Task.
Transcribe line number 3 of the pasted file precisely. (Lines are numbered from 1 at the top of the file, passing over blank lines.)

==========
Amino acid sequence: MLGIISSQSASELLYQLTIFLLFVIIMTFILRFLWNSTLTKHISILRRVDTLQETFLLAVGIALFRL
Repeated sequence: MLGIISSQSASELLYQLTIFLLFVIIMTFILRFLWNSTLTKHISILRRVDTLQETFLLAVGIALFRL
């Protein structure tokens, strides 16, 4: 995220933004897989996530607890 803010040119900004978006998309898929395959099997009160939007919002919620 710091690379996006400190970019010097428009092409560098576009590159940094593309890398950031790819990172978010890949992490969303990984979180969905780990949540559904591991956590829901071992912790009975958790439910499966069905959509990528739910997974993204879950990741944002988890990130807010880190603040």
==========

């Protein structure tokens, strides 16, 4: 995220933004897989996530607890 803010040119900004978006998309898929395959099997009160939007919002919620 710091690379996006400190970019010097428009092409560098576009590159940094593309890398950031790819990172978010890949992490969303990984979180969905780990949540559904591991956590829901071992912790009975958790439910499966069905959509990528739910997974993204879950990741944002988890990130807010880190603040």